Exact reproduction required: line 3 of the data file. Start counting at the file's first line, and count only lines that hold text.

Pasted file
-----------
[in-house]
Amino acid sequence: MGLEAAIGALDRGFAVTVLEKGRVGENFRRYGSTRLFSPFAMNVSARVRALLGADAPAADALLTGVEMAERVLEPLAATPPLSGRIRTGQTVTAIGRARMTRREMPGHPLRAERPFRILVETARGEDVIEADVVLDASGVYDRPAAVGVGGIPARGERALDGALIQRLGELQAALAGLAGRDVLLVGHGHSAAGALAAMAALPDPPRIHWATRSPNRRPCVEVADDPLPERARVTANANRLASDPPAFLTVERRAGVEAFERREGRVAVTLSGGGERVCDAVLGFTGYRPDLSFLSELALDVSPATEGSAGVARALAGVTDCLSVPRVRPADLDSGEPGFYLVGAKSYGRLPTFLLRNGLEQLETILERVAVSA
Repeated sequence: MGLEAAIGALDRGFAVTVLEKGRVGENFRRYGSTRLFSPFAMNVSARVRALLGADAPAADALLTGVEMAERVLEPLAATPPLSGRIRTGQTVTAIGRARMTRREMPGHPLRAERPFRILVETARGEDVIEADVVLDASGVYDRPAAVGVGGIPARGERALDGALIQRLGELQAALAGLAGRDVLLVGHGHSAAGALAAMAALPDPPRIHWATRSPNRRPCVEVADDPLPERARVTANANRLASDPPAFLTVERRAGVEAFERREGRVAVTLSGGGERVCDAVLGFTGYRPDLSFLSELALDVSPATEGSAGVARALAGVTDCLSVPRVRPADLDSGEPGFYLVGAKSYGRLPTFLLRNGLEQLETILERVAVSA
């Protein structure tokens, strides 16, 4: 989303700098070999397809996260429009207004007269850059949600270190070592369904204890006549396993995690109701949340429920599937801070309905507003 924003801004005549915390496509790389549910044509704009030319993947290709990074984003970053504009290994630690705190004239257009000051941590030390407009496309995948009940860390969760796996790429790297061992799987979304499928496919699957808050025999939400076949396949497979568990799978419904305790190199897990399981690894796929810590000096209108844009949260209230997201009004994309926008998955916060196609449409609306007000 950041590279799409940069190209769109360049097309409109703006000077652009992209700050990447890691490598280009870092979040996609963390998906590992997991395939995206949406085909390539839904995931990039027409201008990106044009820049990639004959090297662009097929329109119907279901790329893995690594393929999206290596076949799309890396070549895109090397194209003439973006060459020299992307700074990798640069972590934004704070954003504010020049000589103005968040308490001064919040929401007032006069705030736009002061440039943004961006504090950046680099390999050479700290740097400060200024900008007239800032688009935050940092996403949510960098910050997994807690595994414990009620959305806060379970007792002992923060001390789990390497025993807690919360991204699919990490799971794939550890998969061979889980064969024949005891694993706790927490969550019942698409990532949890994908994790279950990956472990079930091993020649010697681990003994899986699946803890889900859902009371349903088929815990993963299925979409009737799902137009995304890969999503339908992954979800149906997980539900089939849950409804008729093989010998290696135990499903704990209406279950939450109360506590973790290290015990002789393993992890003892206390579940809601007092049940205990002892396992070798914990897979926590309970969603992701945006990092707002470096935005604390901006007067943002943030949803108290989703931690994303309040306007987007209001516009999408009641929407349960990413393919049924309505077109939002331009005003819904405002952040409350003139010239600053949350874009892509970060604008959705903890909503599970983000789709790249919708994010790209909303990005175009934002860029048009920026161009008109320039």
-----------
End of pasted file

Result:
Repeated sequence: MGLEAAIGALDRGFAVTVLEKGRVGENFRRYGSTRLFSPFAMNVSARVRALLGADAPAADALLTGVEMAERVLEPLAATPPLSGRIRTGQTVTAIGRARMTRREMPGHPLRAERPFRILVETARGEDVIEADVVLDASGVYDRPAAVGVGGIPARGERALDGALIQRLGELQAALAGLAGRDVLLVGHGHSAAGALAAMAALPDPPRIHWATRSPNRRPCVEVADDPLPERARVTANANRLASDPPAFLTVERRAGVEAFERREGRVAVTLSGGGERVCDAVLGFTGYRPDLSFLSELALDVSPATEGSAGVARALAGVTDCLSVPRVRPADLDSGEPGFYLVGAKSYGRLPTFLLRNGLEQLETILERVAVSA